Two Indonesians dead, thousands ill from the haze

TWO Indonesians have died and thousands made sick by smoke from forest fires that have left a cloud of thick smoke and haze across South-east Asia.

Mr Suyono Yahya, secretary of the coordinating minister for people’s welfare, said the two died from respiratory illness caused by the haze, and that the number of fatalities might rise given the worsening situation.

His comments came as the haze became thicker in various provinces of Sumatra and Kalimantan and remained at unhealthy levels in Malaysia, with the Air Pollutant Index in Sarawak showing a reading as high as 599 at noon.

The haze hit the Thai resort of Phuket yesterday and spread over the main island of Luzon in the Philippines, but eased in the southern Philippines, which had been affected over the weekend.

The air quality readings for the affected areas in Indonesia continued to rise, exceeding 300 points.

Environment officials believe that, with more fires breaking out, particularly in South Sumatra, the readings for the areas are likely to reach the 500-mark next week.

Jakarta is gradually beginning to feel the effects of the haze with visibility becoming much worse in the capital compared to last week.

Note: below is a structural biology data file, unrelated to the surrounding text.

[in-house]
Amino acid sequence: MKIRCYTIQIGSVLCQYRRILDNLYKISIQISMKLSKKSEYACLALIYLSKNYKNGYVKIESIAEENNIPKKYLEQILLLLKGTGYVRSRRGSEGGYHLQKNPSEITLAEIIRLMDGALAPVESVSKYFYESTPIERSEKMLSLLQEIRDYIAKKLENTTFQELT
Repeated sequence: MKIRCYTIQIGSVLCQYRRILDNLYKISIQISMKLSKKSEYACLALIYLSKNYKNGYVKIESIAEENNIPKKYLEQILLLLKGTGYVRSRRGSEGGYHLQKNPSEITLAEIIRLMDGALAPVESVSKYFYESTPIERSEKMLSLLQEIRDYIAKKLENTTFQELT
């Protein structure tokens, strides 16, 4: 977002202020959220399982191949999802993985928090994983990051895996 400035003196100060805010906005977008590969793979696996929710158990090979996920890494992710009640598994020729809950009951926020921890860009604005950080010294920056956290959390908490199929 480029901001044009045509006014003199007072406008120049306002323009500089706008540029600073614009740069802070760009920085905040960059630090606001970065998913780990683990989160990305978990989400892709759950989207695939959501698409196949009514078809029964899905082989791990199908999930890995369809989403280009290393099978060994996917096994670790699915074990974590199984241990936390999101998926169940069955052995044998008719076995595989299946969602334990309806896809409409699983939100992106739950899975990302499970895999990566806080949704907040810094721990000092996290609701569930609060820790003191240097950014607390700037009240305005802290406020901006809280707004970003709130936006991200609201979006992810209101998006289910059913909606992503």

Mr Suyono disclosed that more than 32,000 people in provinces of Sumatra and Kalimantan had been afflicted with severe respiratory problems in the last two months from thick smoke and haze from forest fires there.

He said that the Health Ministry was monitoring the air pollution in these areas. Local governors were also required to monitor and publicise the air quality.

The Antara national news agency yesterday quoted him as saying that the government had advised those affected by the haze to wear masks to protect themselves.

Meanwhile, reports from Kuala Lumpur said more than 15,000 Malaysians, many of them young children or the elderly, had been treated for illnesses caused by the smog drifting from Indonesia.

An AFP report cited health department director Shukor Mohammad Noor as saying that doctors at government hospitals and clinics in the central state of Selangor were working round-the-clock attending to those affected by the haze.

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